Production at the Fendt factory increased rapidly after the war and a major development came in 1953 with the launch of the 12hp F12GT tool carrier.
The F12GT was a highly versatile design, with the driver’s seat at the rear and implement attachment points at the front, middle and rear – plus a tipping load container in front of the driver.
With specially designed implements, the F12GT and a rival tool carrier made by Lanz were popular on small farms in Germany and other European countries. However, they attracted little interest in the UK.
Developments during the 1950s also included the introduction of the new Farmer and Favorit series tractors.
The first in a successful series of narrow tractor models arrived in 1957. The FLS24 narrow tractor was developed for vineyards and fruit production – a sector where Fendt is still active.
The overall width of the 1957 model was only 98cm.
The company’s rapid expansion led to a special celebration in 1961, when total production reached 100,000 tractors.
In 1968, the Turbomatik clutch was introduced, using turbine technology for a smoother, more controlled take-up of power as it was engaged, reducing wear and shock loads on the transmission.
The clutch was one of the features that helped earn Fendt’s reputation for advanced technical design. More cutting-edge innovation arrived in 1995 with the launch of the Fendt Vario 926 tractor.
While other manufacturers – including Claas and transmission specialist ZF – brought in continuously variable transmission (CVT) developments at an advanced stage, Fendt pioneered the idea.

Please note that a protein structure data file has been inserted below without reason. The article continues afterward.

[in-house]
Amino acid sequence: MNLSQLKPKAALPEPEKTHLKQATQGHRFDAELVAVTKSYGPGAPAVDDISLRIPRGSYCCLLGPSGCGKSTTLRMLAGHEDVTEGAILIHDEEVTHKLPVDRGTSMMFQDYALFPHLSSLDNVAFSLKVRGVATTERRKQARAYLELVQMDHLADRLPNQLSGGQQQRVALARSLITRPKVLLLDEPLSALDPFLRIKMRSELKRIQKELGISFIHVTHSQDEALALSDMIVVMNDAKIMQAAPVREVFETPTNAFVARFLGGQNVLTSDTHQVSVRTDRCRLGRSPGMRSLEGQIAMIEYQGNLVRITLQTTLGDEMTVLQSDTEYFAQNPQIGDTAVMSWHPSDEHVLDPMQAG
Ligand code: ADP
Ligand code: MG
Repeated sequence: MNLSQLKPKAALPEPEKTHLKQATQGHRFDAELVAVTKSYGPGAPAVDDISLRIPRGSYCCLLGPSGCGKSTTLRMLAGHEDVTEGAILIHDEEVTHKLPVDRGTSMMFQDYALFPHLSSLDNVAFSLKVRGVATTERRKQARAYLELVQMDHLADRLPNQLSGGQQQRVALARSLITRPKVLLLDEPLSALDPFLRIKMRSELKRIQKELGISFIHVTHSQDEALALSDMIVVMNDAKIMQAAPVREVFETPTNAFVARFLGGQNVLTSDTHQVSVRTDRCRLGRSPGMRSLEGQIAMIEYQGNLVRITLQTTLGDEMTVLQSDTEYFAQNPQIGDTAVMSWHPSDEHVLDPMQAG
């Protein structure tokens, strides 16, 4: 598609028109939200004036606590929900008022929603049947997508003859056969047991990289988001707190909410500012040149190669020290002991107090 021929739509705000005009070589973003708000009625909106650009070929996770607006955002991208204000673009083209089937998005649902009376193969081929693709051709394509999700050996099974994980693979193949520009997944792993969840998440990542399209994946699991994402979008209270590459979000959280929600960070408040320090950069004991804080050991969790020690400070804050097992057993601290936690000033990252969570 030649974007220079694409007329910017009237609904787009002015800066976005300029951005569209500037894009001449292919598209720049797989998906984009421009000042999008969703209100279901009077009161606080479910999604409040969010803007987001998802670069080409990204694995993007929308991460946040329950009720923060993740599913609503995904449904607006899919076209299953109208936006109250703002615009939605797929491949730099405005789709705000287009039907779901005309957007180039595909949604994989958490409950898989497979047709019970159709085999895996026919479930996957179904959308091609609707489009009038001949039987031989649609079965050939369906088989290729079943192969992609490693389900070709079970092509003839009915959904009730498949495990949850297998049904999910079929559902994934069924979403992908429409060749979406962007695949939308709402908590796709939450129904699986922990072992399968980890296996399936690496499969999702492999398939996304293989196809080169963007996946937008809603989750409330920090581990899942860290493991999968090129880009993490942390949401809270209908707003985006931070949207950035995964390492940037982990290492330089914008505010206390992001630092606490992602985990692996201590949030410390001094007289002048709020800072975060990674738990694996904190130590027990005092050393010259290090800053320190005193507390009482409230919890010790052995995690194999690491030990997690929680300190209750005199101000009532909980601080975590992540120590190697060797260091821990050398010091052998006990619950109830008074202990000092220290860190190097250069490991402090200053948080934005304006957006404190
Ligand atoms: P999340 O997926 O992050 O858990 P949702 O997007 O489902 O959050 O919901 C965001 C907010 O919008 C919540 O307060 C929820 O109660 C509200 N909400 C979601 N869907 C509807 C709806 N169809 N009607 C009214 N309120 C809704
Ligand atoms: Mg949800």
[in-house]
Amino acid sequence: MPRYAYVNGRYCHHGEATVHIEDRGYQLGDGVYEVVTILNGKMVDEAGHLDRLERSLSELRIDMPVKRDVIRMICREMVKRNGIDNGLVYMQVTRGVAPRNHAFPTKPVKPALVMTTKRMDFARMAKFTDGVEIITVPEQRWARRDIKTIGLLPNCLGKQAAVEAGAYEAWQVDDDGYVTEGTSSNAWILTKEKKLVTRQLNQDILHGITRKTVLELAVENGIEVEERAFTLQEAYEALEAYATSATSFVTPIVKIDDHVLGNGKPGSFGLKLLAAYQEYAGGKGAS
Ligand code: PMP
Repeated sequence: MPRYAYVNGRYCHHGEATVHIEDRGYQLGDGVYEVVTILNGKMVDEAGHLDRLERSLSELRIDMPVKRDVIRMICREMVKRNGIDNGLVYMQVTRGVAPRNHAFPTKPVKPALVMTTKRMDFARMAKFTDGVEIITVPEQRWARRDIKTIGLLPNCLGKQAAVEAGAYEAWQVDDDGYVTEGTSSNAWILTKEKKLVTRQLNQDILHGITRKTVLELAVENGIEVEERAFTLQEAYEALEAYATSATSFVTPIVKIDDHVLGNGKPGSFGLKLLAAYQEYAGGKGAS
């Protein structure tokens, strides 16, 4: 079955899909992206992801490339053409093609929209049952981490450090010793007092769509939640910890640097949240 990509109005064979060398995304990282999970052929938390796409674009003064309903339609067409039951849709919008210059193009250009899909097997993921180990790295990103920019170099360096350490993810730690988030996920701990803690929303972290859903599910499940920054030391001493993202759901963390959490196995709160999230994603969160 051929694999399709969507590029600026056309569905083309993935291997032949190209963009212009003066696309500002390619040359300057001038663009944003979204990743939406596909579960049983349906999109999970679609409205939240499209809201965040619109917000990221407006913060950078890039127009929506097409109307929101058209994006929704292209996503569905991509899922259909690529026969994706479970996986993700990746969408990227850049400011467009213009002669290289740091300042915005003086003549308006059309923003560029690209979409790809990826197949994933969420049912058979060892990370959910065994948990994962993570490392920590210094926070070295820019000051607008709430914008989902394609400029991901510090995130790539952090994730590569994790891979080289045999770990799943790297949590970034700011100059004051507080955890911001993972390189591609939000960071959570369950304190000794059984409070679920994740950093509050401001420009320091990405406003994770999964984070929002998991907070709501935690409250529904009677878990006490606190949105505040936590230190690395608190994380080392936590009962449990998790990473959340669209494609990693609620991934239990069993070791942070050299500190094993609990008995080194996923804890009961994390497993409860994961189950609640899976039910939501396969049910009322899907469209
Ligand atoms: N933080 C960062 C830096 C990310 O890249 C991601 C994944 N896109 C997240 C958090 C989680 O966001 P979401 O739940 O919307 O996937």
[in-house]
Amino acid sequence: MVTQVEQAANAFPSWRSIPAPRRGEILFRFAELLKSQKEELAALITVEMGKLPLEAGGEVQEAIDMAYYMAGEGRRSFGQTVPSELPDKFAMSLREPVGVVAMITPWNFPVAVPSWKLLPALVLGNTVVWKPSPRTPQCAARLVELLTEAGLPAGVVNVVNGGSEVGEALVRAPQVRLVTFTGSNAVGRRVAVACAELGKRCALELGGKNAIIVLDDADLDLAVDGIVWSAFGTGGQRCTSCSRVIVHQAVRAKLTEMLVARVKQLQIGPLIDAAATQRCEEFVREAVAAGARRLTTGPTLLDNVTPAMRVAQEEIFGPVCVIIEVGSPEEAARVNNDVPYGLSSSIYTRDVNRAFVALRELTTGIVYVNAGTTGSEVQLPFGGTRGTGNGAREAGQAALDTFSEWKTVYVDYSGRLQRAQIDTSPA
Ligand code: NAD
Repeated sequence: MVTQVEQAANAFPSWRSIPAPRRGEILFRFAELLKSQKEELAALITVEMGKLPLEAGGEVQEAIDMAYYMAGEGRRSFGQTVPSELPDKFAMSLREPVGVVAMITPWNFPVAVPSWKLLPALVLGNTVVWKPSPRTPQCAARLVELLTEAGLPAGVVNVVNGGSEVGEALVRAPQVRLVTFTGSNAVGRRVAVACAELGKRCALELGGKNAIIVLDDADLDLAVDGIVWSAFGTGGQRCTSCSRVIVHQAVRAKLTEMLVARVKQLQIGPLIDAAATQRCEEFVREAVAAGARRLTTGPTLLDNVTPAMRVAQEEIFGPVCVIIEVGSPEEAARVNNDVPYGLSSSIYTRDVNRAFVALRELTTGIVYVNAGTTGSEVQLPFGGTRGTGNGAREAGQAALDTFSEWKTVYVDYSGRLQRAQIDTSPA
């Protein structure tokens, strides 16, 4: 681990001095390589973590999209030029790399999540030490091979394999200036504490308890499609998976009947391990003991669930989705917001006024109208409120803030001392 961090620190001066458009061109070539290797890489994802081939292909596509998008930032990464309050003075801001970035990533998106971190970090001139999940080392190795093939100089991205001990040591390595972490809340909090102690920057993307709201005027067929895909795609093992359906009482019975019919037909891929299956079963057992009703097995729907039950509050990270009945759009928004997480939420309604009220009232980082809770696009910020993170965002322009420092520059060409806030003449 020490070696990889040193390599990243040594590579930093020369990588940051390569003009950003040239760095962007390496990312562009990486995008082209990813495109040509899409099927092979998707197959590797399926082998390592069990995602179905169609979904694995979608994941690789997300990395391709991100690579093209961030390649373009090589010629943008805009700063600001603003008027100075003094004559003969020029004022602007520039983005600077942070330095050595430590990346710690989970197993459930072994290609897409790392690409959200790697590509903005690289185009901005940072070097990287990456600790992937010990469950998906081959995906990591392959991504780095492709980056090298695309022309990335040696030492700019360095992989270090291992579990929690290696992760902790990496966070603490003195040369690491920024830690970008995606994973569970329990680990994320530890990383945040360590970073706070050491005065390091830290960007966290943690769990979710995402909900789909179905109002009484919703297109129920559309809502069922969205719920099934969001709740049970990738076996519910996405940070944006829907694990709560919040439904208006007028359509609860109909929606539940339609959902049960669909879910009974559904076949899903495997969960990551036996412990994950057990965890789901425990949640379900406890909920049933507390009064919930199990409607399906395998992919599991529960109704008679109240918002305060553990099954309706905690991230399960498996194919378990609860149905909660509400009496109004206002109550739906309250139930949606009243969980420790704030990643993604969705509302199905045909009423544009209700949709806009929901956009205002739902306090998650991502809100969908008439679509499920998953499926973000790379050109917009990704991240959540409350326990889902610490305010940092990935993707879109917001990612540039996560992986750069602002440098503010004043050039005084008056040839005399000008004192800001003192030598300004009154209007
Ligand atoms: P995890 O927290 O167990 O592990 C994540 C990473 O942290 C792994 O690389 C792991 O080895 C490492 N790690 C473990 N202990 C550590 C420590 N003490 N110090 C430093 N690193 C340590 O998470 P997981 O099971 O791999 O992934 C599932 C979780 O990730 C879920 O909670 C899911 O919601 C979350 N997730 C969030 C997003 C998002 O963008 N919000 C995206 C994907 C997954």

The 260hp Vario 926 was the world’s first production tractor to be equipped with this new drive system, which combines a hydrostatic drive with mechanical transmission.
It offers benefits from both technologies and at the time posed a major challenge to powershift supremacy in the medium- and high-horsepower tractor sectors.
The company was instrumental in extending CVT availability to smaller tractors.
Fendt’s reputation for advanced technology, enhanced by the Vario development, attracted the interest of the AGCO Corporation in the USA. Rumours of a possible takeover began circulating in 1996 and were confirmed in January 1997.
Among the early policy changes was the decision to add Fendt-branded harvesting machinery to the tractor range.
Fendt combines built at AGCO’s Dronningborg factory in the Northern Jutland region of Denmark were available from 1998, with balers and self-propelled forage harvesters following later.
Since the takeover, AGCO has maintained Fendt’s reputation for technical innovation. Recent examples include the 530hp experimental TriSix tractor, demonstrated in 2007.
Developed to investigate high-horsepower traction efficiency, it has two Vario transmissions and an 80kph top speed.
Fendt has also experimented with remote control, with its Guideconnect system, launched in 2013, that enables one driver to control two tractors.
Production and sales increased after the ownership change, rising to 13,000-14,000 tractors per year from the typical 10,000 seen during the last years of family ownership. Export sales average about 65-70%.